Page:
• Persistent, prominent, and noteworthy mood disturbance that first occurred after reducing the consumption or withdrawal from a substance capable of causing depressive symptoms and continues after the initial withdrawal period.
• Absence of evidence that the depressive episode is independent of the substance use or began before taking the medication.
Mental health professionals might ask for a complete psychiatric history of immediate family members. Having a close family history of depressive episodes increases the chance of the individual to suffer from depression, independent of the medication usage or withdrawal.
Treatment of Substance-Induced Mood Disorder
Treating substance induced mood disorders requires a mixed approach. For many people with substance-induced mood disorders, combining psychotherapy and drug therapy has been more effective than just one or the other.
• Cognitive-behavioral therapy (CBT) and motivational interviewing
• Motivational Enhancement Therapy (MET)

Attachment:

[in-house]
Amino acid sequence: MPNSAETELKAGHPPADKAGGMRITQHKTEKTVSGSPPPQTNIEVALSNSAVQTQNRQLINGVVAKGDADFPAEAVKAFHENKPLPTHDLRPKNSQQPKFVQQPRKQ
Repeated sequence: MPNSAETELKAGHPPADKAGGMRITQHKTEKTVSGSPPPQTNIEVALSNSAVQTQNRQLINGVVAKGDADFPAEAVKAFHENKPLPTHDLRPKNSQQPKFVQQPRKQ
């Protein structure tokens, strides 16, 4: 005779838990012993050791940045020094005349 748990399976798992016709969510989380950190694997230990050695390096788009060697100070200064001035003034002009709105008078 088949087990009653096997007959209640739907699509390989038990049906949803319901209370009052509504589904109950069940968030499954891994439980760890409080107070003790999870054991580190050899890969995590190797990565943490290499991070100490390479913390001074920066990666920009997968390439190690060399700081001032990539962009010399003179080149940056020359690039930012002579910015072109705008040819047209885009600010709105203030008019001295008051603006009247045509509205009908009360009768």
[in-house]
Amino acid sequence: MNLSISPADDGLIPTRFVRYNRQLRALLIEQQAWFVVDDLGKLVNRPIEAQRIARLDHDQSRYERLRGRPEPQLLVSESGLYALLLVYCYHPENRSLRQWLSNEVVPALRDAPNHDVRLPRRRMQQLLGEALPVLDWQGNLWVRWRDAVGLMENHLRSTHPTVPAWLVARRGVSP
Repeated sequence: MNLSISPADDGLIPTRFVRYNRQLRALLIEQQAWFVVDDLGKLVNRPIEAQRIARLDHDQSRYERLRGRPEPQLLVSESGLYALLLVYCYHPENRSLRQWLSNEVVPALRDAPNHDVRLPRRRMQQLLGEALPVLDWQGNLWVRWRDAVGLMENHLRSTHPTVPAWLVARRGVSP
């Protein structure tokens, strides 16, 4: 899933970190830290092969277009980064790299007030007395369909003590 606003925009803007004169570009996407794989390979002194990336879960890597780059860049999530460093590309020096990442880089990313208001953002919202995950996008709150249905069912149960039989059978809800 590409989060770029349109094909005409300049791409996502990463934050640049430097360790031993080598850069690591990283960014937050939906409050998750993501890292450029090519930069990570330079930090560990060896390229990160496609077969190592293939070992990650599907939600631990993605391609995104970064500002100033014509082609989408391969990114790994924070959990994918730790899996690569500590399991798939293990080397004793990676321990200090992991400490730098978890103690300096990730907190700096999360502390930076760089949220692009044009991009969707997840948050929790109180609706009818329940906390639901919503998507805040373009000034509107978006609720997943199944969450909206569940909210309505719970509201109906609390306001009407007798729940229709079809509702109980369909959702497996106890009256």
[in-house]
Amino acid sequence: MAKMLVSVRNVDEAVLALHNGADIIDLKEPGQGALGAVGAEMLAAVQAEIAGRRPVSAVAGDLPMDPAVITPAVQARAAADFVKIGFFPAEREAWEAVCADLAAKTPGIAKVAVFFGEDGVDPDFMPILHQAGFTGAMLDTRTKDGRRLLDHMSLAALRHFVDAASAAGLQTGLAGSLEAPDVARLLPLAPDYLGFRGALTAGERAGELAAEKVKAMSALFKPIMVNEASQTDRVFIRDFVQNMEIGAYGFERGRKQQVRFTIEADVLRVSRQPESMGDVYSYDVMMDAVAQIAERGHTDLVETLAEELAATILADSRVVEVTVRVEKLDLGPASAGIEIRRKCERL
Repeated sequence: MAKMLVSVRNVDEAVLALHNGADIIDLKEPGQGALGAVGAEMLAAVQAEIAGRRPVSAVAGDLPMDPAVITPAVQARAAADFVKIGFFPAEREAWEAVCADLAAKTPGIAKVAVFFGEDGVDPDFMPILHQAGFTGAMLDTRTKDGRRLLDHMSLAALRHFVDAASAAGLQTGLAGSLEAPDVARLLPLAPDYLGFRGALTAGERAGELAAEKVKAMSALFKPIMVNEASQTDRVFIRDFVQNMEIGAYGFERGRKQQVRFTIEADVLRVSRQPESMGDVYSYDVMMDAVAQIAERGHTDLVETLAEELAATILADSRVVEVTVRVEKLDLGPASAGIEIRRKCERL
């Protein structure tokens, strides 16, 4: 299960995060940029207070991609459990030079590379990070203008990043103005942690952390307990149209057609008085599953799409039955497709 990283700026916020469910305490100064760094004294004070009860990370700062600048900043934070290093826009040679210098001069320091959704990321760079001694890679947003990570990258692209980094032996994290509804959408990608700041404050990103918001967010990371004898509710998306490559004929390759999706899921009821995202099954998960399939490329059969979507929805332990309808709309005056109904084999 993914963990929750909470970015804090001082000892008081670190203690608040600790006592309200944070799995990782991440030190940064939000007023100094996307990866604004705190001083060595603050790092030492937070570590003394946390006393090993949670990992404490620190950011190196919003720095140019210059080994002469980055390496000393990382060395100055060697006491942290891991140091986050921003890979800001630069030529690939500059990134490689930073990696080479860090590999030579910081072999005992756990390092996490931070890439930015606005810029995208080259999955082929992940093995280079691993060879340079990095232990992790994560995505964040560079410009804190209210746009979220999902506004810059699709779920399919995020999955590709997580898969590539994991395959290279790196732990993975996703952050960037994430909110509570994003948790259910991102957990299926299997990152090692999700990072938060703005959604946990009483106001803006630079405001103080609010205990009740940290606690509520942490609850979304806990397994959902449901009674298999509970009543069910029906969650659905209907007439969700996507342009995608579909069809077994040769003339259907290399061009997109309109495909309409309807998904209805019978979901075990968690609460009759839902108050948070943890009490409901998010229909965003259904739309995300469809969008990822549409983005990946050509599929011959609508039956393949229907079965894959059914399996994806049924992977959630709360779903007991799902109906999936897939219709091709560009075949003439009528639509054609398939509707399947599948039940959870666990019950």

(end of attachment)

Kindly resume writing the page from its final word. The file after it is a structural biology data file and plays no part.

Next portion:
• A calm environment
• A benzodiazepine or antipsychotic
These are all first choices of treatment, however, in most substance-induced psychoses, ceasing the consumption of substance and giving a benzodiazepine or antipsychotic drug is effective and for psychosis due to dopamine-stimulating drugs such as amphetamine and an antipsychotic drug is most effective. Like all other mood disorders, communication and support are critical for effective treatment and recovery.
Over 50% of opioids containing medications are being prescribed to individuals having pre-existing depression and other mood disorders. All patients receiving opioid therapy should be made aware of the risks of those medicines and should be carefully monitored during and after treatment.